In 1974, I was assigned as a Navy medical student for 3 months active duty at Portsmouth Naval Hospital in Portsmouth VA. This was at the end of the Viet Nam War and I had the privilege of being involved in the care of many wounded and injured sailors, soldiers and Marines including 36 returning POW’s several who became family friends later on in my career. At the time Portsmouth was able to accommodate 2000 patients—including the convalescent “C” units. The hospital had 2000 doctors, nurses, technicians and civil servants to take care of those patients—a ratio of one provider to one patient.
I was asked to visit Portsmouth several years ago and I had the opportunity to talk to staff and resident doctors. They have built a new hospital on base that can now accommodate 200 patients. There are now almost 4000 staff on base for a ratio of 20:1!
I asked what they used the old 17 story hospital for—the new one is 4 stories, and they said for administrative personnel.
I have been concerned long before the ACA, Medicaid Expansion, and the formation of Accountable Care Organizations (ACO’s) that the number of administrators was increasing and the number of providers was decreasing at a time when the number of patients was increasing. Economists know that when supply decreases and demand increases prices will always go up. We need more doctors, nurses, and technicians not more administrators and government bureaucrats. But the opposite is happening primarily because of the increasing numbers of regulations and the increasing scope of what health care really is supposed to do. Should our scarce resources with alternative uses go toward taking care of sick patients, or toward public health programs and preventive care? Should scarce mental health resources be used to identify and treat schizophrenia in adolescents, or should progressively decreasing resources be used to subsidize rehab services for the 4th time 45-year-old drug addict who has relapsed knowing that her recidivism rate will now be over 90%? Where do we draw the line when allocating resources between health and welfare, education, public safety, and transportation? Or do we just keep spending on everything not holding accountable the organizations and government agencies who traditionally have been tasked with defining and taking care of the public good and commonly allocated resources?
So in 2014 when I was given the opportunity to be briefed by Director Richard Armstrong and his staff and Dr. Ted Epperly who helped developed the Idaho Healthcare Innovation Plan (SHIP) I was hopeful until I saw the details of the plan. In my opinion, I could not see how any of the $40 million Federal Grant money was going to help those most in need living at the margins who through no fault of their own cannot afford to pay for their health care. As I again review founding documents via the DOH&W Web site that anyone can Google—Idaho SHIP Department of Health and Welfare, I am even more concerned.
It seems to me that the stated goals in the introductory statement of improving outcomes, improving access and the patient experience, and decreasing costs have little to do with paying for computers and internet platforms that will help implement new payment plans, introduce new data systems to evaluate morbidities and mortalities, and even help private practices buy Electronic Medical Record (EMR) updates. Are we building new infrastructure to accommodate new government regulations, or are we helping the 15% who don’t have insurance via the individual market place or their employer?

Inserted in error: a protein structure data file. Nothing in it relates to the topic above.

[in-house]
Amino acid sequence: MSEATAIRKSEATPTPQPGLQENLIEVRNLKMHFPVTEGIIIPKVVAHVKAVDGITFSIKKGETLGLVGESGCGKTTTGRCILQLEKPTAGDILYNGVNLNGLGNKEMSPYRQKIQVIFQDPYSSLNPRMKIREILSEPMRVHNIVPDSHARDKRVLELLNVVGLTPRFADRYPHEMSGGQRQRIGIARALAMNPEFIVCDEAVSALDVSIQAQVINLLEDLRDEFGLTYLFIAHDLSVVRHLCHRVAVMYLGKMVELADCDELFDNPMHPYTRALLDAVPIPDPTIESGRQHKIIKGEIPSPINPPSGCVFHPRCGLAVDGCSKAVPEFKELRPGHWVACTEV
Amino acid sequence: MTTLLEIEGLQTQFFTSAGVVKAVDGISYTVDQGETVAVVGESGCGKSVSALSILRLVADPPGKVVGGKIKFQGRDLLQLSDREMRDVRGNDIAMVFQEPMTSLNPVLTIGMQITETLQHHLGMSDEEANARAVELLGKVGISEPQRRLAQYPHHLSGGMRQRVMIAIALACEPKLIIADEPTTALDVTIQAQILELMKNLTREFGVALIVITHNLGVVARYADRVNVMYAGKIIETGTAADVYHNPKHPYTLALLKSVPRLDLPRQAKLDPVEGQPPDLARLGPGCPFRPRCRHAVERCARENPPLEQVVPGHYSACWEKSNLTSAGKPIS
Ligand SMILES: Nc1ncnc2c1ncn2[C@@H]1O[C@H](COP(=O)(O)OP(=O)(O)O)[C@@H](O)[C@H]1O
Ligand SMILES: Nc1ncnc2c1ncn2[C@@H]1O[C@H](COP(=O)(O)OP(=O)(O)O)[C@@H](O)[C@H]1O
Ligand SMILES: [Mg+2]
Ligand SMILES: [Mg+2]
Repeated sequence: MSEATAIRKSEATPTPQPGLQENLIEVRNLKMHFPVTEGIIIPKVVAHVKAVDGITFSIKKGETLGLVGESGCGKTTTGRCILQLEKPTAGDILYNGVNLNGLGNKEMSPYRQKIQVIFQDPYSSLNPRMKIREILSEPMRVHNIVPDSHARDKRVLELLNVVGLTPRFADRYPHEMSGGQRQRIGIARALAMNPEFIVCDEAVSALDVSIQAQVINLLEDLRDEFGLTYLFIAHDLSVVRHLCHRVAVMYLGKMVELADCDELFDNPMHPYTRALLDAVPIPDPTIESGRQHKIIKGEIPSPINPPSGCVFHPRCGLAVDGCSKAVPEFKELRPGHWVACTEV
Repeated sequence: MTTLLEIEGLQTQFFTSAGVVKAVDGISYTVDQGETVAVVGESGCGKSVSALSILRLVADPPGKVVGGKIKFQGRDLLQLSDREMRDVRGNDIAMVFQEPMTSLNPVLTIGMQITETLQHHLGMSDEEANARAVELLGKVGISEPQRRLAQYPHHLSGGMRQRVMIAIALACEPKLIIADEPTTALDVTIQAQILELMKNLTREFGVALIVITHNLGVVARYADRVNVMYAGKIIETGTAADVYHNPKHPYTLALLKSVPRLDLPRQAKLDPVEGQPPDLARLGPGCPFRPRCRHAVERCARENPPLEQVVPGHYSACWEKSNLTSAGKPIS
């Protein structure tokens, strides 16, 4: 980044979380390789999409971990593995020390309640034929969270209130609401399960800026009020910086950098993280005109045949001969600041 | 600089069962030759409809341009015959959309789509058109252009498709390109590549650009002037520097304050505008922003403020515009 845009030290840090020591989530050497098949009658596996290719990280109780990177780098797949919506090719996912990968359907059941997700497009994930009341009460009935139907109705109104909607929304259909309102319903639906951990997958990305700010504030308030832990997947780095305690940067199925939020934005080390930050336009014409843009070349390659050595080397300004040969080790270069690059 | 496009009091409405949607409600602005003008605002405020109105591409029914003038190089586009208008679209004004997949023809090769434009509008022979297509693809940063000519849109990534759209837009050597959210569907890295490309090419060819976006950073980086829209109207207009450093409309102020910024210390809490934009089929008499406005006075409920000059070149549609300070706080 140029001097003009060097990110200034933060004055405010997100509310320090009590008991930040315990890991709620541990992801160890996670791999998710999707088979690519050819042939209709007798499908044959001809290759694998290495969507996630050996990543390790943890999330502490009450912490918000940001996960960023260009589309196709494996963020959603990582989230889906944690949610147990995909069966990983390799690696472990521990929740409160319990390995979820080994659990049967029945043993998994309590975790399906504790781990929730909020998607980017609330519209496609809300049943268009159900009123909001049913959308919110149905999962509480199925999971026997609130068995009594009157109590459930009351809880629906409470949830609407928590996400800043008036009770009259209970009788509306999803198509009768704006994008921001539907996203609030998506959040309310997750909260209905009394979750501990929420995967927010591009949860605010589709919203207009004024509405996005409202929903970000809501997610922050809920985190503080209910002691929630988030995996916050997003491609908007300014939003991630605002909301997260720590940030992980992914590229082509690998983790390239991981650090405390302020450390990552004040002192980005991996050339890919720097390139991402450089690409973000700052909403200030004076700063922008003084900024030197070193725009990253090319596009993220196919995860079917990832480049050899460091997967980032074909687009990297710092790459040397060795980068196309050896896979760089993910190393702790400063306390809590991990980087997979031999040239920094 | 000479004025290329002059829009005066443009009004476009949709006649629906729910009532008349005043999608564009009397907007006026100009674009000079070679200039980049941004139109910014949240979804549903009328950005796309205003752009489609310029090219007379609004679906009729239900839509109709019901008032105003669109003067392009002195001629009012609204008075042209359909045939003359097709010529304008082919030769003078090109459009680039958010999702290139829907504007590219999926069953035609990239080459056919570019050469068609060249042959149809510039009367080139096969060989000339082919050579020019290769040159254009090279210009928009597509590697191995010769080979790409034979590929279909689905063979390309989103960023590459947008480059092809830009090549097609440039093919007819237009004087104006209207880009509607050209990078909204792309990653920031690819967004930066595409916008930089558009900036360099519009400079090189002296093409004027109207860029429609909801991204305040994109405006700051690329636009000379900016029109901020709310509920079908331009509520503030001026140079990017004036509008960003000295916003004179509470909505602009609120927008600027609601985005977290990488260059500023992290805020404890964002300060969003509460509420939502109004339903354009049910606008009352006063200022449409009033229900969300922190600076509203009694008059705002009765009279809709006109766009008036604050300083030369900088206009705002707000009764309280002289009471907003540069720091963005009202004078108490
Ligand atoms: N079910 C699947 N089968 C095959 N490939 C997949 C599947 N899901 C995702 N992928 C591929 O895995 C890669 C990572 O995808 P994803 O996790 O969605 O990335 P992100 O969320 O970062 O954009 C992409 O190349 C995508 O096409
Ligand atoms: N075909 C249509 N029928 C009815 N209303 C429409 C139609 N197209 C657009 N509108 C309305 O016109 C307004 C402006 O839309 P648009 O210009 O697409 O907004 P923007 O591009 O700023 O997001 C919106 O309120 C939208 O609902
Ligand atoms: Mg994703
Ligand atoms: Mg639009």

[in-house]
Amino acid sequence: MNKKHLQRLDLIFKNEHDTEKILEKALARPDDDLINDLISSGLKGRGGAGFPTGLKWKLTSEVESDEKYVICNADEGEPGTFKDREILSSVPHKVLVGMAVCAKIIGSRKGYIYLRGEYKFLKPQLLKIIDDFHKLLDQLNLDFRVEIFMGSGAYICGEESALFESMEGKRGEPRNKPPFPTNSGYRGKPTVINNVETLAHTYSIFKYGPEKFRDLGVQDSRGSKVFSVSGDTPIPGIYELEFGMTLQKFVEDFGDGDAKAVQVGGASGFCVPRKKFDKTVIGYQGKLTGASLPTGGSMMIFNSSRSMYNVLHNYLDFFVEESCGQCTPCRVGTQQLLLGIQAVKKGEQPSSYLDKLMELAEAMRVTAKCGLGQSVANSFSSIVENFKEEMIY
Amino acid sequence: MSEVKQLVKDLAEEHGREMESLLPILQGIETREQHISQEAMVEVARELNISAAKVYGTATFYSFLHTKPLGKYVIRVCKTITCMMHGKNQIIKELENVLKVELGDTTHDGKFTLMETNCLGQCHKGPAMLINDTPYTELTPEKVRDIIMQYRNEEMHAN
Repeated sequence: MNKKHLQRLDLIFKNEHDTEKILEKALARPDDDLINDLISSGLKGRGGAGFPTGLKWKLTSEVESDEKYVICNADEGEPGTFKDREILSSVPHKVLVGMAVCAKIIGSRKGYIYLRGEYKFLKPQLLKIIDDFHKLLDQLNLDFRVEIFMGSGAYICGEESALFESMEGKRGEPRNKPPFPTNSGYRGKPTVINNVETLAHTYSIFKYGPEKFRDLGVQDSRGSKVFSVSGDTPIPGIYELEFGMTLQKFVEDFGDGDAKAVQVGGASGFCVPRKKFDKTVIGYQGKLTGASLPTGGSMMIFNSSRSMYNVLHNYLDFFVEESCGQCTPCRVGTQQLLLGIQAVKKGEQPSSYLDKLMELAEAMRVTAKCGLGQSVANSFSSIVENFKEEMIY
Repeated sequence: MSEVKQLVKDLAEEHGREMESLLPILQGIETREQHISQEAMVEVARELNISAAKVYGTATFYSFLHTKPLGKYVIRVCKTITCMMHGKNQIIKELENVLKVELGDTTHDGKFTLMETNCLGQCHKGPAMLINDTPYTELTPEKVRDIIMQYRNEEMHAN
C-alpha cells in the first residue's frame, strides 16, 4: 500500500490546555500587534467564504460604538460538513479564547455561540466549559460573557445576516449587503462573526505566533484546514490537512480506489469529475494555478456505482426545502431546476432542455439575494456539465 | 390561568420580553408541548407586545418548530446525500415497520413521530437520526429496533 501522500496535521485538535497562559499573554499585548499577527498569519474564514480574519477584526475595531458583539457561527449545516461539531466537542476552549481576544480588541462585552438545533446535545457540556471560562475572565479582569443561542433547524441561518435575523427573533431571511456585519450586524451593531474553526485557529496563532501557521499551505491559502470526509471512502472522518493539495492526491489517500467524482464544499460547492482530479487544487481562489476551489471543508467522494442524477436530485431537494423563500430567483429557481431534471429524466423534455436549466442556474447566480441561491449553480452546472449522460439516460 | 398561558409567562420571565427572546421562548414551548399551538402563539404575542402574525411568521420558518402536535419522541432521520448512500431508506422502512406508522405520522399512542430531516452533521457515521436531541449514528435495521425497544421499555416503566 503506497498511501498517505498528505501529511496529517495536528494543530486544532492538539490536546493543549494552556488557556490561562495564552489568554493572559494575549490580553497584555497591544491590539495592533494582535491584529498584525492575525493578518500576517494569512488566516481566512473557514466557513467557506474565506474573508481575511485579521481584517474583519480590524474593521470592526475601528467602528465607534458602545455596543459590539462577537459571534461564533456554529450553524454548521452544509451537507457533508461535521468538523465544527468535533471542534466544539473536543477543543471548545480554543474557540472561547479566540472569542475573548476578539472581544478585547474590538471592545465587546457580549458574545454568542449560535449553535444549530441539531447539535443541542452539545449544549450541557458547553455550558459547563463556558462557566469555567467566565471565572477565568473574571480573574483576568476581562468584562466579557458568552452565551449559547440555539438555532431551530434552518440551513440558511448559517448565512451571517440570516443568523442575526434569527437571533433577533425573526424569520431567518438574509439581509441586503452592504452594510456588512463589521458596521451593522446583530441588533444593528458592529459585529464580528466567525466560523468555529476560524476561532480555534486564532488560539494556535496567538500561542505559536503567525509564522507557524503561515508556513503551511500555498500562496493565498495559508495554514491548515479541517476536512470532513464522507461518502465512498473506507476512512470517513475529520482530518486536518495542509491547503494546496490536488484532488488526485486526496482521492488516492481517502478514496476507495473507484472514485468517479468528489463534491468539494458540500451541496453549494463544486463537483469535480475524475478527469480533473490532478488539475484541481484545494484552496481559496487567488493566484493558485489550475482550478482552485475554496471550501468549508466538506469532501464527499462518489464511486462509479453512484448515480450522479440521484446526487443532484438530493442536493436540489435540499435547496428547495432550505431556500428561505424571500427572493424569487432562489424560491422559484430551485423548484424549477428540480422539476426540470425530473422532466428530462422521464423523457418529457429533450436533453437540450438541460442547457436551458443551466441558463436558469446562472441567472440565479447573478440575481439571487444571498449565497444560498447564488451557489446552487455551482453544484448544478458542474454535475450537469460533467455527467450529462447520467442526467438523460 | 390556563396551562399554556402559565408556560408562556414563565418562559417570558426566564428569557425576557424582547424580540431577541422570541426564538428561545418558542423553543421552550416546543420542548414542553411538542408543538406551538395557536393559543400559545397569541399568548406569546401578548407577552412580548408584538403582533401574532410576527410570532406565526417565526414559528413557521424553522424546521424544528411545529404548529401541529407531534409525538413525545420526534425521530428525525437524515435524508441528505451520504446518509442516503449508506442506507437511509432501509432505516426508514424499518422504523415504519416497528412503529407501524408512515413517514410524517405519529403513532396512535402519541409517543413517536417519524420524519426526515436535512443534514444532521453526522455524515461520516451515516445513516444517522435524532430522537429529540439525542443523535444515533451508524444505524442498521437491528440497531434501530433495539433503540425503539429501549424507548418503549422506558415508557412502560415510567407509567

Two days ago in the Wall Street Journal was an article about the fact that many states are looking to cut Health Care benefits for State retirees. “States are testing how far they can cut benefits for current and future retirees as a way of coping with existing liabilities and future budget shortfalls.” From 1980 forward the accompanying graph to the article shows that the Consumer Price Index has increased 250% while the health care CPI has increased 550%. Interestingly this rise persisted even during 4 recessions when tax revenue to states decreased. Today the Federal contribution to Medicaid is over $650billion almost the same as the States’ unfunded retirement health care obligations.
Our legislators have put us in a real “pickle”. Is it not time to ask for full accountability from all stakeholders in the health care business including large non-profit providers, insurance carriers, and the State Department of Health & Welfare?
Maybe we should pass a law that all non-profits with over $100 million of transfer payments be required to undergoes an annual independent signed partners audit to be presented to the people’s representatives—the legislator who confer upon them their non-profit privilege.
Maybe we should insist that State agencies be required to present an annual audit of how monies are spent. Do we even know how the $40million for the SHIP program has been spent and have their stated goals of improving outcomes, improving access and the patient experience, and decreasing costs been realized? Has there ever been an audit of SHIP?
Maybe the State of Idaho should just build a 17-story building to house the ever-increasing health care bureaucracy—or is that what the Hewitt Packard transaction is all about?
Citizens have the responsibility of asking that our public and private and non-profit organizations be accountable to us. The reason this has taken so long to happen is that lobbyists—special interests like the IMA/IHA/IACI/COC have had more influence over our legislators than patients citizens and constituents, not to mention the influence of out of state organizations who have far more resources to support legislators or ballot initiatives
As we said 8 years ago
Cost before coverage
Coverage is not access
Access is not quality
Time for a change and some accountability on all fronts